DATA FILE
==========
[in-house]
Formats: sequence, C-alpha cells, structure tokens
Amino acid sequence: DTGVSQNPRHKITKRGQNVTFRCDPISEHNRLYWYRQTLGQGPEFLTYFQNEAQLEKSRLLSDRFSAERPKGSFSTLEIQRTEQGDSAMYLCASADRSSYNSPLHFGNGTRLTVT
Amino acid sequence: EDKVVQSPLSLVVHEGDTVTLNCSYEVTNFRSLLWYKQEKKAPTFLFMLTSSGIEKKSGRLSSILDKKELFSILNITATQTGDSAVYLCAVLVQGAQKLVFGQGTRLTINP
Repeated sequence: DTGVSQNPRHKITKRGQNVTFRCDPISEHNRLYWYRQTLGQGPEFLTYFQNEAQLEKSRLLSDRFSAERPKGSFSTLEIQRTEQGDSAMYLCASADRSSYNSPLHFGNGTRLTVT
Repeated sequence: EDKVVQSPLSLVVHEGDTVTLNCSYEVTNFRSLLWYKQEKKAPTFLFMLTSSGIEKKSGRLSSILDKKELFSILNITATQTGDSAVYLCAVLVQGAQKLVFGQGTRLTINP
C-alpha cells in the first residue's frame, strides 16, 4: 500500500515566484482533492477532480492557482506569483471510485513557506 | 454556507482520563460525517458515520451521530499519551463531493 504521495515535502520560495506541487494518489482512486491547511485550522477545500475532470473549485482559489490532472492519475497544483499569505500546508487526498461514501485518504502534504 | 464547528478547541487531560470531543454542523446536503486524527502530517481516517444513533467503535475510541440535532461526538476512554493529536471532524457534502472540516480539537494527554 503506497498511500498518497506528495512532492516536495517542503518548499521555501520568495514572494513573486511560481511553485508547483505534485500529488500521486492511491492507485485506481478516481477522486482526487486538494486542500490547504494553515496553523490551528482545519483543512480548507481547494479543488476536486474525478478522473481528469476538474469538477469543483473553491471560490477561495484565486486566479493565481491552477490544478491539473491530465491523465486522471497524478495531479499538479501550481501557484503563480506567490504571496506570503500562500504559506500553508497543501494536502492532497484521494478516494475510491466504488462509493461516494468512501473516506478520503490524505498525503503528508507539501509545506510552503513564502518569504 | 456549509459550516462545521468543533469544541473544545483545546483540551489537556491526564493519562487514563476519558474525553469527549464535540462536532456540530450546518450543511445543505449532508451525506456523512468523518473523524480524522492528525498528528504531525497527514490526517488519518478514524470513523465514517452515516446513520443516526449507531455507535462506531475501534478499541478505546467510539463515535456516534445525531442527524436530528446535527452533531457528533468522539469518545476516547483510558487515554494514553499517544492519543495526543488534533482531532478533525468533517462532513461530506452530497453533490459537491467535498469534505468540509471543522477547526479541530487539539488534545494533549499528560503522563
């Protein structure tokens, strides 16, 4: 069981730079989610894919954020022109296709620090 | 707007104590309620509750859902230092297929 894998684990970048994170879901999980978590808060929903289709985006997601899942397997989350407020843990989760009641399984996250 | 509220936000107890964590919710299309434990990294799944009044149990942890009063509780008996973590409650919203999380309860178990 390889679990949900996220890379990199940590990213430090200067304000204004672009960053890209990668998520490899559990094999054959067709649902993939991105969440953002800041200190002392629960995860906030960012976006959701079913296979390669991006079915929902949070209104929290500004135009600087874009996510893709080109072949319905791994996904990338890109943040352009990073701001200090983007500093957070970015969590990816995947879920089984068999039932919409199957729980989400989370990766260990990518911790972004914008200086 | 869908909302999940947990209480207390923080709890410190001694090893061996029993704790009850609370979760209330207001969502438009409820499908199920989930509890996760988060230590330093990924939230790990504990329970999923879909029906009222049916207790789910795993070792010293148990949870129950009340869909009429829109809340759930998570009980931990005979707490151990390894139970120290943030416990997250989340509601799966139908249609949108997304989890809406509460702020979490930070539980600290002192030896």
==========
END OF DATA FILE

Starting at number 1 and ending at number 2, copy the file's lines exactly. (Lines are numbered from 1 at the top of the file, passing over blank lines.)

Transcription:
[in-house]
Formats: sequence, C-alpha cells, structure tokens